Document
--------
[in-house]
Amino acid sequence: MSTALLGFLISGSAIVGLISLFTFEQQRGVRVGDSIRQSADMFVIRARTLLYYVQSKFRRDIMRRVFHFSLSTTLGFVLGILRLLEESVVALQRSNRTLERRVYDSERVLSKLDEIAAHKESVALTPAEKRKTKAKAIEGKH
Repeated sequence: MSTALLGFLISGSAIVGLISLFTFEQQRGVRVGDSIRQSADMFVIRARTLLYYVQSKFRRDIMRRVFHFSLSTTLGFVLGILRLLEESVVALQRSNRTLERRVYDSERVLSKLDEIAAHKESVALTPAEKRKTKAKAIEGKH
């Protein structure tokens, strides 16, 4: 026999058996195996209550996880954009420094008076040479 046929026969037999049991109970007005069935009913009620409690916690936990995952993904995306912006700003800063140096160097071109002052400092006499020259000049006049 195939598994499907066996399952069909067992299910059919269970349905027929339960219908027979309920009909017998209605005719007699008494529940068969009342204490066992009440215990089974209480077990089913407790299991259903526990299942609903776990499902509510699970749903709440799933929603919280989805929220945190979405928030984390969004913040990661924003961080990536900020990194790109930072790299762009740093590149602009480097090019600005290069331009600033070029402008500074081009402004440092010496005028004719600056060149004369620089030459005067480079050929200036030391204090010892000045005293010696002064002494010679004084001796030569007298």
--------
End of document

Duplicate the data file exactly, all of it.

[in-house]
Amino acid sequence: MSTALLGFLISGSAIVGLISLFTFEQQRGVRVGDSIRQSADMFVIRARTLLYYVQSKFRRDIMRRVFHFSLSTTLGFVLGILRLLEESVVALQRSNRTLERRVYDSERVLSKLDEIAAHKESVALTPAEKRKTKAKAIEGKH
Repeated sequence: MSTALLGFLISGSAIVGLISLFTFEQQRGVRVGDSIRQSADMFVIRARTLLYYVQSKFRRDIMRRVFHFSLSTTLGFVLGILRLLEESVVALQRSNRTLERRVYDSERVLSKLDEIAAHKESVALTPAEKRKTKAKAIEGKH
């Protein structure tokens, strides 16, 4: 026999058996195996209550996880954009420094008076040479 046929026969037999049991109970007005069935009913009620409690916690936990995952993904995306912006700003800063140096160097071109002052400092006499020259000049006049 195939598994499907066996399952069909067992299910059919269970349905027929339960219908027979309920009909017998209605005719007699008494529940068969009342204490066992009440215990089974209480077990089913407790299991259903526990299942609903776990499902509510699970749903709440799933929603919280989805929220945190979405928030984390969004913040990661924003961080990536900020990194790109930072790299762009740093590149602009480097090019600005290069331009600033070029402008500074081009402004440092010496005028004719600056060149004369620089030459005067480079050929200036030391204090010892000045005293010696002064002494010679004084001796030569007298």